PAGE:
Math in Summer: Practice Makes Progress!
Math is a constant presence in our lives, whether or not we are always conscious of its ubiquity. Sunflowers, snowflakes, nautiluses, and even Romanesco broccoli are geometrically inclined examples of how the Golden Ratio, also known as the Fibonacci sequence, manifests in nature. (Need a Fibonacci refresher? Each number is the sum of the two numbers that precede it: 0, 1, 1, 2, 3, 5, 8, 13, 21, 34, 55, and so on, ad infinitum). This cosmic numbering system is phenomenal enough, but animals even down to the Arthropoda actively employ math–cicadas count years, butterflies use physics to plot and adjust complex flight trajectories, ants calculate the fastest paths to their destinations, and now bees are thought to understand zero.
Just as math is a part of everyday life, for students to excel in math, they should do math every day. Summertime is no different: Daily math is critical for optimal student success. Each summer, TNCS offers resources to support student gains made during the school year and to combat the summer slide. (Scroll below for a list of where you can access past years’ offerings.)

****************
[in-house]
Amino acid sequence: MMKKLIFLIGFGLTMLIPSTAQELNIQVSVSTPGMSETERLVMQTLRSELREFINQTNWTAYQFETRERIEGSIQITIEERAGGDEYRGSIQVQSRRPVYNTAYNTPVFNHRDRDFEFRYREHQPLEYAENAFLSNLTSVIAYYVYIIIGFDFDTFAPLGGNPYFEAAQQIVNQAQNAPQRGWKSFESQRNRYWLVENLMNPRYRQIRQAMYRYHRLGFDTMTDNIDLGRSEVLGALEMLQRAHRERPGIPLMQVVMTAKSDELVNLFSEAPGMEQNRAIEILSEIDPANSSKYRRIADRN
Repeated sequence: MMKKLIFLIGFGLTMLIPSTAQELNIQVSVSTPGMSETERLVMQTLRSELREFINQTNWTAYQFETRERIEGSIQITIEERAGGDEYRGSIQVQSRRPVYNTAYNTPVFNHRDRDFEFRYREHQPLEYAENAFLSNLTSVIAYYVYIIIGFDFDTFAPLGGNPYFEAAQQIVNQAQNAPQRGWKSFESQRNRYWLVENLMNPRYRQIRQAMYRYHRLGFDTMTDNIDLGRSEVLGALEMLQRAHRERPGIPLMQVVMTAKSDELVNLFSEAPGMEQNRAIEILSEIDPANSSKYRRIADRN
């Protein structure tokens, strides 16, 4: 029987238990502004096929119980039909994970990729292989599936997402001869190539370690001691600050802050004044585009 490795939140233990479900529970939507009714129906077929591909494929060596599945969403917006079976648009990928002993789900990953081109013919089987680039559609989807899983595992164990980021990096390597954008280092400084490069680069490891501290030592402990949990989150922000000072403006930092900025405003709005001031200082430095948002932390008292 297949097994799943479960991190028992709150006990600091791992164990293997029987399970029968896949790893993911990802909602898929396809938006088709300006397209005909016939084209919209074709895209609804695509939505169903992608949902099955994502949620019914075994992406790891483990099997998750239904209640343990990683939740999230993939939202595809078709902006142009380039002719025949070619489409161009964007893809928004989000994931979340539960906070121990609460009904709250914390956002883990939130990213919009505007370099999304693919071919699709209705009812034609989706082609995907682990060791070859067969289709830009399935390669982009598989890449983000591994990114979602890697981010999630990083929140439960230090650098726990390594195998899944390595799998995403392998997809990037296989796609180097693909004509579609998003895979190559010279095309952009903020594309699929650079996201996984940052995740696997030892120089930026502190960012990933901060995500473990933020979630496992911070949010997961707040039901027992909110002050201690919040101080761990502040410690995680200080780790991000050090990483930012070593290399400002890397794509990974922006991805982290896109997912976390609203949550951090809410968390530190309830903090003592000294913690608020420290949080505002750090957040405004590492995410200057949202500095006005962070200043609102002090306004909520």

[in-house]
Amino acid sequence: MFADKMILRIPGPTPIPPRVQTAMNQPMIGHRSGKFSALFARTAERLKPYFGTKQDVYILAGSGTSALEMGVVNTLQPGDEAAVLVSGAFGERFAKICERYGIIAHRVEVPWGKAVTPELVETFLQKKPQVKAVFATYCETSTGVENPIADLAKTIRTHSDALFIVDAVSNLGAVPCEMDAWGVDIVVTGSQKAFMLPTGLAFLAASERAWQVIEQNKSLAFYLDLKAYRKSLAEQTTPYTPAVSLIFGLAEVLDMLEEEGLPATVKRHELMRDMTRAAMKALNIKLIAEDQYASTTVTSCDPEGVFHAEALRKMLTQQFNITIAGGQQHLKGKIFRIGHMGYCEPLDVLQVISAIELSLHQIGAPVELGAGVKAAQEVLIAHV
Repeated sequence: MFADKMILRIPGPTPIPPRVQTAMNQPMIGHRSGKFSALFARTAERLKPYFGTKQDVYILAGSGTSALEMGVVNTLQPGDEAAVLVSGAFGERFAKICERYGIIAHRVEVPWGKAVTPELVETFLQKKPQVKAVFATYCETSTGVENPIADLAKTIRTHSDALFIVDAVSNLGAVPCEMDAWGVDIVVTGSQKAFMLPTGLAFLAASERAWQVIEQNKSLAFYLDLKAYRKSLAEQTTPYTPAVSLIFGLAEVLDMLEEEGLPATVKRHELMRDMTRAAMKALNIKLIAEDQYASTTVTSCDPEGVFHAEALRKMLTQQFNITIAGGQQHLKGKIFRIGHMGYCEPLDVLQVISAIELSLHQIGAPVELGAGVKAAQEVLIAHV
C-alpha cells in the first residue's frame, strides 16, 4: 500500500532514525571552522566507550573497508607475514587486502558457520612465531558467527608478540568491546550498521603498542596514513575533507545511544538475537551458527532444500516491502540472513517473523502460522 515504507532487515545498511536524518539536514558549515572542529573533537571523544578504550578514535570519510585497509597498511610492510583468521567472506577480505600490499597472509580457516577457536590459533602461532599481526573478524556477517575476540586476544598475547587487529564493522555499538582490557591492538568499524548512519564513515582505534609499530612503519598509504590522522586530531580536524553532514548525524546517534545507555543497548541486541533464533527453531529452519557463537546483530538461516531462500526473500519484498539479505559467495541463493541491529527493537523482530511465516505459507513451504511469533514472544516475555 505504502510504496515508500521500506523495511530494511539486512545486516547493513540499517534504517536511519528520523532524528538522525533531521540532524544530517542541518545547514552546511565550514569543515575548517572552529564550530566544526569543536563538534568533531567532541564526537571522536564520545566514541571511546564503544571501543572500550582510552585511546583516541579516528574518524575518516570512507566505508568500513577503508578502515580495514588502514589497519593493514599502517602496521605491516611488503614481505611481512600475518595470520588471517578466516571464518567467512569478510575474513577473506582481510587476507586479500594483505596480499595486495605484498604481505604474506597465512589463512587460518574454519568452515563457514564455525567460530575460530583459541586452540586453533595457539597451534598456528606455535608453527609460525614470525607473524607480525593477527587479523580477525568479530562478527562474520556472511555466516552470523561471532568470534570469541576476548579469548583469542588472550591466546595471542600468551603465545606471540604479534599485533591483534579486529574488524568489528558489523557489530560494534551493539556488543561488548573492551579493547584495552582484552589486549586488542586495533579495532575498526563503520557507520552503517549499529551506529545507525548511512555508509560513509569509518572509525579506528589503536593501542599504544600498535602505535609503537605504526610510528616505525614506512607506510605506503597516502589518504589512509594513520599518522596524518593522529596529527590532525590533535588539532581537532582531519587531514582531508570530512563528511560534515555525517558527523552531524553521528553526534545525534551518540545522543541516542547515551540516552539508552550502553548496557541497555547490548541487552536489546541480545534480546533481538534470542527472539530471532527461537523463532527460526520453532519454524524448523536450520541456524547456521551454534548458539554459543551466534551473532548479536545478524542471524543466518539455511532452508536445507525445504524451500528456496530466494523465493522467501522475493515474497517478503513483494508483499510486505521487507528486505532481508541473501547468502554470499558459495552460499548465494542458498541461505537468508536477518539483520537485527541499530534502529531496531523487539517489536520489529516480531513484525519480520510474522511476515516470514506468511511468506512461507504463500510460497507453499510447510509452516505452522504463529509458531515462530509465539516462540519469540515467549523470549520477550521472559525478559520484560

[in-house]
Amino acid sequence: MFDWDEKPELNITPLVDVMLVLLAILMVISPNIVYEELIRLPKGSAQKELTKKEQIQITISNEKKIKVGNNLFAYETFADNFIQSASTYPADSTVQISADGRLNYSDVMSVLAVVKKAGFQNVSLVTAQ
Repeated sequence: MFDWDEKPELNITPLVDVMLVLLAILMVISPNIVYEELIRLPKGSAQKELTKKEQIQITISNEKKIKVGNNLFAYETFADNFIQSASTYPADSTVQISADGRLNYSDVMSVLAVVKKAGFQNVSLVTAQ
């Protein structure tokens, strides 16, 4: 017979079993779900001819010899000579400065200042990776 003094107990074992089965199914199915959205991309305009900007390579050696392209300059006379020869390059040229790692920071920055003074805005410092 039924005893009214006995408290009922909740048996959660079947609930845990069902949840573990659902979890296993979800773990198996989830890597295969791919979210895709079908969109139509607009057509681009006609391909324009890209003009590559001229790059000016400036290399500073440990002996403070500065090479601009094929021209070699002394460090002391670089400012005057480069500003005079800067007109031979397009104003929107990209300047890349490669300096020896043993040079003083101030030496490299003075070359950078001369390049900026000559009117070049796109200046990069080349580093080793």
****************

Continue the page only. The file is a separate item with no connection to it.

Research has shown that math achievement is often the hardest hit over the summer months, if math practice is not kept up. TNCS administrators recommend that TNCS students practice math every day (or at least three to four times per week) and have made summer workbooks available to help students get in the habit of daily math.
The workbook is ideal for summertime, because it can be done in the car during road trips, while vacationing, before and after mealtimes, and on days of inclement weather. Its convenience makes it easy to work in frequent small increments.
“My strong feeling is that children should do math daily,” said TNCS Co-Executive Director/Co-Founder Jennifer Lawner. “Just like music. It is hard to get kids to practice if you make them do it intermittently, but easy if it is a required part of the day. Even if they only do 15 minutes of math on a given a day, it keeps the mind going.”
An essential component for daily summer math success is parent involvement. Parents are encouraged to review work completed periodically to ensure students are staying on the right track. Make and post a schedule to help your student maintain discipline and to avoid fights.